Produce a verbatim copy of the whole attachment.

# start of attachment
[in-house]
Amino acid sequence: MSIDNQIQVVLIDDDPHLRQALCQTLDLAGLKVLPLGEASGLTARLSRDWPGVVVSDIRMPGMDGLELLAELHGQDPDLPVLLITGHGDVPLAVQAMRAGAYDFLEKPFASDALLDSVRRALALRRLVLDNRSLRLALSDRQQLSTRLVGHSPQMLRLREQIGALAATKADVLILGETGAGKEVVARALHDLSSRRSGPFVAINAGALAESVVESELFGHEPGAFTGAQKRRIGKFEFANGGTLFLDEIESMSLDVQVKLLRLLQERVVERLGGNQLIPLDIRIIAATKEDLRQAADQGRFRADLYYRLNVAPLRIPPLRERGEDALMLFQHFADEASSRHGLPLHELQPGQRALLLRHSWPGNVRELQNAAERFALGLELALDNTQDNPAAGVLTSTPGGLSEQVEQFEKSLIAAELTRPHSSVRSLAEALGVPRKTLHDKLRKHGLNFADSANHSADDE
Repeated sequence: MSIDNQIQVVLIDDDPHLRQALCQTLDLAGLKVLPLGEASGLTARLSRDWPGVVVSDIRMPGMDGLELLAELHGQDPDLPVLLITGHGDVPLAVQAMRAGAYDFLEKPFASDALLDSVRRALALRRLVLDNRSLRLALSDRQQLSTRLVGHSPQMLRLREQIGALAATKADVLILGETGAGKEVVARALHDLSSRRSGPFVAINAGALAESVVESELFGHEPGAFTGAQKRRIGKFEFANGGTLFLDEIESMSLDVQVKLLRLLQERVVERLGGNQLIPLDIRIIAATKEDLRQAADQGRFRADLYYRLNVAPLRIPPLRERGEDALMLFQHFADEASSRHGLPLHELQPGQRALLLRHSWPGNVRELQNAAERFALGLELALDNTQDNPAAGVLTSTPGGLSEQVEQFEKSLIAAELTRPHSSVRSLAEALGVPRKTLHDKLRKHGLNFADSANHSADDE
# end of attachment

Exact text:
[in-house]
Amino acid sequence: MSIDNQIQVVLIDDDPHLRQALCQTLDLAGLKVLPLGEASGLTARLSRDWPGVVVSDIRMPGMDGLELLAELHGQDPDLPVLLITGHGDVPLAVQAMRAGAYDFLEKPFASDALLDSVRRALALRRLVLDNRSLRLALSDRQQLSTRLVGHSPQMLRLREQIGALAATKADVLILGETGAGKEVVARALHDLSSRRSGPFVAINAGALAESVVESELFGHEPGAFTGAQKRRIGKFEFANGGTLFLDEIESMSLDVQVKLLRLLQERVVERLGGNQLIPLDIRIIAATKEDLRQAADQGRFRADLYYRLNVAPLRIPPLRERGEDALMLFQHFADEASSRHGLPLHELQPGQRALLLRHSWPGNVRELQNAAERFALGLELALDNTQDNPAAGVLTSTPGGLSEQVEQFEKSLIAAELTRPHSSVRSLAEALGVPRKTLHDKLRKHGLNFADSANHSADDE
Repeated sequence: MSIDNQIQVVLIDDDPHLRQALCQTLDLAGLKVLPLGEASGLTARLSRDWPGVVVSDIRMPGMDGLELLAELHGQDPDLPVLLITGHGDVPLAVQAMRAGAYDFLEKPFASDALLDSVRRALALRRLVLDNRSLRLALSDRQQLSTRLVGHSPQMLRLREQIGALAATKADVLILGETGAGKEVVARALHDLSSRRSGPFVAINAGALAESVVESELFGHEPGAFTGAQKRRIGKFEFANGGTLFLDEIESMSLDVQVKLLRLLQERVVERLGGNQLIPLDIRIIAATKEDLRQAADQGRFRADLYYRLNVAPLRIPPLRERGEDALMLFQHFADEASSRHGLPLHELQPGQRALLLRHSWPGNVRELQNAAERFALGLELALDNTQDNPAAGVLTSTPGGLSEQVEQFEKSLIAAELTRPHSSVRSLAEALGVPRKTLHDKLRKHGLNFADSANHSADDE